Food & Drink

Stranger in a Strange Land

Eating Pizza in Cuba

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According to the seemingly credible stats I just looked up, very few Italians live in Cuba. And yet, as I noticed on a recent trip there, pizza is everywhere. You can find it in the family-run “Italian” restaurants dotting Havana. You can procure a wood-fired pie at casual trattorias. And you can walk up to countless windows selling slices for 50 cents.

My best guess for its prevalence: pizza is delicious, and people everywhere want to eat it. But it’s also likely that visiting tourists requested pizza on their travels, so local Cubans did their best to create it.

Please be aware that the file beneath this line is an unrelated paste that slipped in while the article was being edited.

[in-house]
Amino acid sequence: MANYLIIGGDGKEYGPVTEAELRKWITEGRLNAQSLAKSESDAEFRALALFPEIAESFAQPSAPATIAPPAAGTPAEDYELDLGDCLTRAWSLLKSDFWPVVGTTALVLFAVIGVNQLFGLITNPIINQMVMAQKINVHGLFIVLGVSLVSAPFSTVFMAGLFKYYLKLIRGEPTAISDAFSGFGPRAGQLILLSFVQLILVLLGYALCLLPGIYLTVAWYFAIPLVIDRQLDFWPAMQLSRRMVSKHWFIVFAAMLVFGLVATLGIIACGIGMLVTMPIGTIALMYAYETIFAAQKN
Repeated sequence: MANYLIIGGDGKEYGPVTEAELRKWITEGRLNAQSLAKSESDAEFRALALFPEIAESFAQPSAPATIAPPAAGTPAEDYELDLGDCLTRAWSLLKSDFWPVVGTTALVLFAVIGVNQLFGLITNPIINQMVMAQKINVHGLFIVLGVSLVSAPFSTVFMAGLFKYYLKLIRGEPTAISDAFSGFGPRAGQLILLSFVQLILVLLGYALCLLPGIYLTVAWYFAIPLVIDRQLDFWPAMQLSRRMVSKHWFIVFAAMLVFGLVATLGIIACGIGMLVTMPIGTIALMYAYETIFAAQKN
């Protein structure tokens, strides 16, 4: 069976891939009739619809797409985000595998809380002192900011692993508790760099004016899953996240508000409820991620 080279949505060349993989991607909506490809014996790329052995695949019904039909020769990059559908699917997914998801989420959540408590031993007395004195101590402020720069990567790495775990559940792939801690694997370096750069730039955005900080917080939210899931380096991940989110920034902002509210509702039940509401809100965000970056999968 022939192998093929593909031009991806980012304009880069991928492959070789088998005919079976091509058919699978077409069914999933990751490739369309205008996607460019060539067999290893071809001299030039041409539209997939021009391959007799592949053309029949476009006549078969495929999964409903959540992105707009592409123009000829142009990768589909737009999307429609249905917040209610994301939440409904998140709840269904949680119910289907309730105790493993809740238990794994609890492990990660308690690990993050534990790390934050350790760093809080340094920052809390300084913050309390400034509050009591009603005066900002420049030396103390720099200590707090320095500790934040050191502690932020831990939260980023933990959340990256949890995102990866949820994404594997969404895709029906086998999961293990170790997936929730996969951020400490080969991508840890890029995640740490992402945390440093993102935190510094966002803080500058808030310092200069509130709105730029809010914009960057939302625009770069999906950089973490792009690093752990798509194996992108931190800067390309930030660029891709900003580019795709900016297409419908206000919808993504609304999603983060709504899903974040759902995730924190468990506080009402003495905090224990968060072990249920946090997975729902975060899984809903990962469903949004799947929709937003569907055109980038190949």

And as far as the actual pizza goes, it’s a mixed bag. The cheaper slices tend to feature thicker crusts, heavier, sweeter sauces and gouda. Lots of gouda. The pricier (and more traditionally Italian) slices are typically thinner and often employ mozzarella and parmesan—sometimes in addition to that popular gouda.

And topping those pizzas is a real range of options, from your standard vegetables to plantains, picadillo, Spanish sausage, serrano ham and seafood. It’s all fair game: shrimp, squid, anchovies and even lobster.

It was good stuff, for the most part. All of the above tasted great with a refreshing local beer. And even the lobster-topped pizzas were rarely priced north of $6, so that was equally refreshing.

—Kevin Gray

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